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From "ymago" to "imago contrefacta" : the depiction of reality in Central Europe in the Late Middle Ages

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From "ymago" to "imago contrefacta" : the depiction of reality in Central Europe in the Late Middle Ages

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dc.contributor.author Grzęda, Mateusz [SAP14011294] pl
dc.date.accessioned 2016-05-12T07:46:39Z
dc.date.available 2016-05-12T07:46:39Z
dc.date.issued 2014 pl
dc.identifier.issn 0049-5123 pl
dc.identifier.uri http://ruj.uj.edu.pl/xmlui/handle/item/25589
dc.language eng pl
dc.rights Dodaję tylko opis bibliograficzny *
dc.rights.uri *
dc.title From "ymago" to "imago contrefacta" : the depiction of reality in Central Europe in the Late Middle Ages pl
dc.type JournalArticle pl
dc.description.physical 318-333 pl
dc.abstract.other At around 1500 in German-speaking lands the word conterfait started to be used to describe a portrait, a likeness or an imitation. Soon its equivalents in other languages emerged. New techniques of reproduction and multiplication disseminating rapidly at the time of the print revolution brought about the notion of conterfait as suitable to characterize a credible likeness, i.e. an image representing the actual appearance of a person or a thing. The appearance of this word in the vocabulary of terms characterizing an image’s relation to reality marks an important paradigm-change: it indicates the moment at which the art of portraiture started to be commonly considered as a skill of producing corporeal likeness. And yet, the question remains: how was the issue of mimesis understood before the print revolution? What role did reality reflected in an image play before the word conterfait came to be used? In an attempt to answer these questions special attention is paid to one text, Regulae Veteris et Novi Testamenti written around 1390 by Czech priest and ecclesiastic reformer Matthias of Janov. Matthias, revealing his negative attitude toward images pointed out their material character and emphasized the circumstances of their production, in which a decisive role is played by taste (beneplacito) and invention (fantasia) possessed by the painter. In passing, he also accentuates the role of memory as an important instrument of artistic production and thus identifies mimesis in contemporary images. A painter, according to Matthias, creates his works according to his fantasmata, the images of things that he himself saw and heard. They are impressed in the treasury of his memory and he can use them according to his own will, as it pleases him. Portraiture must therefore be understood in terms of memorizing and reworking the elements of reality by the artist rather than as a simple reflection of a sitter’s outward appearance. pl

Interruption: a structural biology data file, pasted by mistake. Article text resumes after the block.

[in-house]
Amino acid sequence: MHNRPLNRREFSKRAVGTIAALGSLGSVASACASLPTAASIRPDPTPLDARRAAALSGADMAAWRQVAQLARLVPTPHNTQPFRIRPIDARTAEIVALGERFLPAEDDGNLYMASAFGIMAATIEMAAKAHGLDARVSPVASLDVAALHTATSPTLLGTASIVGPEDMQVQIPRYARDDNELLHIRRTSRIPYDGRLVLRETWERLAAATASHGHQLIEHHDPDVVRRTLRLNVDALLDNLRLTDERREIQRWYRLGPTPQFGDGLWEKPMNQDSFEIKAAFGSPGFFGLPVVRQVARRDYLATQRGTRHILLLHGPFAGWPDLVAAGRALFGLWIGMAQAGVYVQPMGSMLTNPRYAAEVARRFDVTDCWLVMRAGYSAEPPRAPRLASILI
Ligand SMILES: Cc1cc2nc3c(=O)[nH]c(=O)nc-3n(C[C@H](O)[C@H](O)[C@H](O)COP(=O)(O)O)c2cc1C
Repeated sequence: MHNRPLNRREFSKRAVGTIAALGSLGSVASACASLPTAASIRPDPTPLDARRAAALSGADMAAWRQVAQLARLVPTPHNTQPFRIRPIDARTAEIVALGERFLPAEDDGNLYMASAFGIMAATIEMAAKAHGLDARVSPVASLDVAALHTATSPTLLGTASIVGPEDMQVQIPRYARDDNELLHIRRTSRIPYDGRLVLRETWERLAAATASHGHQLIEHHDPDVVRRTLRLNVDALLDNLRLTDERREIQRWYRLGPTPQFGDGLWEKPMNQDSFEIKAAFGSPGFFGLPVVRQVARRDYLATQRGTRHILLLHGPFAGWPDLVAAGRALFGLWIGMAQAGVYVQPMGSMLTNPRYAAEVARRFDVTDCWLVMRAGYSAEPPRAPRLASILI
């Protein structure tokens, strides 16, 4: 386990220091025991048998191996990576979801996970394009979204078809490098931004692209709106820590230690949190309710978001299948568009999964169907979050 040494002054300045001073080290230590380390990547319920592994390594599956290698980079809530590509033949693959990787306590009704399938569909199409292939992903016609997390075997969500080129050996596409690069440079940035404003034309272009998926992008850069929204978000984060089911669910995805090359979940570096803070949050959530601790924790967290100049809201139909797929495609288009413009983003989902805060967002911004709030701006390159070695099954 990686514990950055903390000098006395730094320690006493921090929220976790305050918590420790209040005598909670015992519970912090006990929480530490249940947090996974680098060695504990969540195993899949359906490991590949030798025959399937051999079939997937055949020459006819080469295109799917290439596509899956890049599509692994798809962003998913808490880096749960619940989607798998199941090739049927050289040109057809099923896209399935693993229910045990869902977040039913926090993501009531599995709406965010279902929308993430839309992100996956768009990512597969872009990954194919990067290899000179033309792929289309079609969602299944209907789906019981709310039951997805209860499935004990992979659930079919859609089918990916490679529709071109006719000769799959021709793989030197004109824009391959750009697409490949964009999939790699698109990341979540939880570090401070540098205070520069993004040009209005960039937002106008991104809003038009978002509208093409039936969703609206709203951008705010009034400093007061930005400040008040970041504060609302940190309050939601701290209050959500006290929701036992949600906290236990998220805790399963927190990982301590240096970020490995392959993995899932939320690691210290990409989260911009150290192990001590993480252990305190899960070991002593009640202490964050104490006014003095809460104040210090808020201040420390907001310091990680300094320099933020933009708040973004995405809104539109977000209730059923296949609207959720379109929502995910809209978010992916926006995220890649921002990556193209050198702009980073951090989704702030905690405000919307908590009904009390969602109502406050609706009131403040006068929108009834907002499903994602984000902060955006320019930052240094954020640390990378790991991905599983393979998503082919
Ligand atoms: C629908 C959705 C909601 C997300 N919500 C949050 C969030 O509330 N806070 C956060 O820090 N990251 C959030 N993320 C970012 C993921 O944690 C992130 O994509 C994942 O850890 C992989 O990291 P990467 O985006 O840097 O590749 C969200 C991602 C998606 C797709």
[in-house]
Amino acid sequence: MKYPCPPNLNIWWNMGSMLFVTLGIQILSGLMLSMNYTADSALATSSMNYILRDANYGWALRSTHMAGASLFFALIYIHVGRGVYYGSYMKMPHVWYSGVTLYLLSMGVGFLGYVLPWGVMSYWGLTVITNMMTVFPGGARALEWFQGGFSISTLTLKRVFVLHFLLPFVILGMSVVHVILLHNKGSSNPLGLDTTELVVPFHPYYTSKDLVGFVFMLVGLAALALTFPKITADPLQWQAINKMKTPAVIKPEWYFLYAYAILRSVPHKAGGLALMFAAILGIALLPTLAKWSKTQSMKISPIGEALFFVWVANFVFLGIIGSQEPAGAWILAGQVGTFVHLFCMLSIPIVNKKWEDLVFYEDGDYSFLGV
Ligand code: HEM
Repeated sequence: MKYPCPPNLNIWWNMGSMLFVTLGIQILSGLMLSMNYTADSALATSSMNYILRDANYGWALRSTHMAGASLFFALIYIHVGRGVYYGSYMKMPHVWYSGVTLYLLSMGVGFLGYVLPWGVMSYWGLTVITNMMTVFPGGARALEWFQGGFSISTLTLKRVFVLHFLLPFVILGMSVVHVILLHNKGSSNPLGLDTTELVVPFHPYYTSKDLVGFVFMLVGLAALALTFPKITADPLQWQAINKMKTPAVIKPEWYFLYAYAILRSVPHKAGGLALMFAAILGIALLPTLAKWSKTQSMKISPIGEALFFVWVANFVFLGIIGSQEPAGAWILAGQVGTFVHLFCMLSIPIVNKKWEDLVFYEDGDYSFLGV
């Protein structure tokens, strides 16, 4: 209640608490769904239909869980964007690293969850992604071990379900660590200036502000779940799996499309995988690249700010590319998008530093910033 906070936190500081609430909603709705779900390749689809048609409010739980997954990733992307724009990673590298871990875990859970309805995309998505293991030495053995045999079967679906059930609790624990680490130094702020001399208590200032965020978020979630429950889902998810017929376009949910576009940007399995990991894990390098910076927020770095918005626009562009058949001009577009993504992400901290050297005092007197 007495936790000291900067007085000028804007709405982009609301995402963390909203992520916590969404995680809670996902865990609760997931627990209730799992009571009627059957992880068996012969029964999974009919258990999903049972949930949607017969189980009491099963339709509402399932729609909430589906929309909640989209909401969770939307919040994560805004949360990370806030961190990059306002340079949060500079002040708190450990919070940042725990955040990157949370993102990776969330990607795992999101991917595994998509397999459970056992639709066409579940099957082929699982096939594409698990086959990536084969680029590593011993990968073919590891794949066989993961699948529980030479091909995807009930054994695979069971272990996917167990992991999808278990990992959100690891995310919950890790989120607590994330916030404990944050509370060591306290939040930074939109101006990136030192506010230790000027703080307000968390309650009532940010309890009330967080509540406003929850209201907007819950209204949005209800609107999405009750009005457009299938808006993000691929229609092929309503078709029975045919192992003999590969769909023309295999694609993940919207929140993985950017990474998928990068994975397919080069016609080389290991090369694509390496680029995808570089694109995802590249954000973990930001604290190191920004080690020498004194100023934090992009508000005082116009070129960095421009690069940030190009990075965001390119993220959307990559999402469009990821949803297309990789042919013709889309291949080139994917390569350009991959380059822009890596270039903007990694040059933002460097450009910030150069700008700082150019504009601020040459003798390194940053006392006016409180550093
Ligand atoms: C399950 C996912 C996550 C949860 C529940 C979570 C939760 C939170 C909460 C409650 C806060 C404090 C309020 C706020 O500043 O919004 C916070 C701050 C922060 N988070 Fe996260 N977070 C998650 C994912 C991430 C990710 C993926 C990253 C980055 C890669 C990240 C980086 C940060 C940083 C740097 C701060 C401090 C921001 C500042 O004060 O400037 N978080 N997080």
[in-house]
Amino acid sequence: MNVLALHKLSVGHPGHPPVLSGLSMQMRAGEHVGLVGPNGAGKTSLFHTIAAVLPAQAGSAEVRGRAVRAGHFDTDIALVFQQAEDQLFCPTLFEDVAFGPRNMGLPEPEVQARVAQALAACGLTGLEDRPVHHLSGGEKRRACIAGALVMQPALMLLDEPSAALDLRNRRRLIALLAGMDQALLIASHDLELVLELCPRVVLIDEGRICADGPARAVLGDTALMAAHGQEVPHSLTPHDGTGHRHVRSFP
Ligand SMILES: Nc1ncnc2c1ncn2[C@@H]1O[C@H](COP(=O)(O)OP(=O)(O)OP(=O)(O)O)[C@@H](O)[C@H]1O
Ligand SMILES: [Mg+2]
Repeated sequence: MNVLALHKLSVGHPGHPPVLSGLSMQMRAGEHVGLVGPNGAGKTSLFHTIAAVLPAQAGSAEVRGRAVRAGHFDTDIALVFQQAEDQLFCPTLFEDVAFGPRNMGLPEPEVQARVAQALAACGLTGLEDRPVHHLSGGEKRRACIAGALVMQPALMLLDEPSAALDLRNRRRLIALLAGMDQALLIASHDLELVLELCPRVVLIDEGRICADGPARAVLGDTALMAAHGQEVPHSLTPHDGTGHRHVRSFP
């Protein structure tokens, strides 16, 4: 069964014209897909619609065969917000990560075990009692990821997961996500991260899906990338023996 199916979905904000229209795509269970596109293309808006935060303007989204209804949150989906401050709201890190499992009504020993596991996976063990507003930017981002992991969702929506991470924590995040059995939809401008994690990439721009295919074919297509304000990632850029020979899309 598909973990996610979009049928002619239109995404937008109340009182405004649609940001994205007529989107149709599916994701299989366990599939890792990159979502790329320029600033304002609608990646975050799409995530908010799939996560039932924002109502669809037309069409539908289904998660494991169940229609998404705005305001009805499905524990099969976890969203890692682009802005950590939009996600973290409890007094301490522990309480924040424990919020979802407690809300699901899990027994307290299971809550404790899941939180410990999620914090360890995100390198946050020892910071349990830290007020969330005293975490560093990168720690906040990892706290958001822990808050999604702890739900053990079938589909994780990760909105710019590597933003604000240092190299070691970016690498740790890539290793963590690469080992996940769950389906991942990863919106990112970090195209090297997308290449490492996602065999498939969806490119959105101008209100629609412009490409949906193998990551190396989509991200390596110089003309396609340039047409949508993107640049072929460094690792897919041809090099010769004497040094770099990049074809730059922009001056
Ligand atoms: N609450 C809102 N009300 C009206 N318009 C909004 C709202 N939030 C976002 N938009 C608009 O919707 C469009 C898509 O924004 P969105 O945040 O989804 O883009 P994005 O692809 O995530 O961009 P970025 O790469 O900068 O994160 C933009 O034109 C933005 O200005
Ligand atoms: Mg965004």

dc.subject.pl portret pl
dc.subject.pl mimesis pl
dc.subject.pl realizm pl
dc.subject.pl reprezentacja pl
dc.subject.en portraiture pl
dc.subject.en mimesis pl
dc.subject.en realism pl
dc.subject.en representation pl
dc.description.volume 62 pl
dc.description.number 4 pl
dc.description.publication 1,5 pl
dc.identifier.eissn 1804-6509 pl
dc.title.journal Umění = Art pl
dc.language.container cze pl
dc.affiliation Wydział Historyczny : Instytut Historii Sztuki pl
dc.subtype Article pl
dc.rights.original bez licencji pl
.pointsMNiSW [2014 C]: 10


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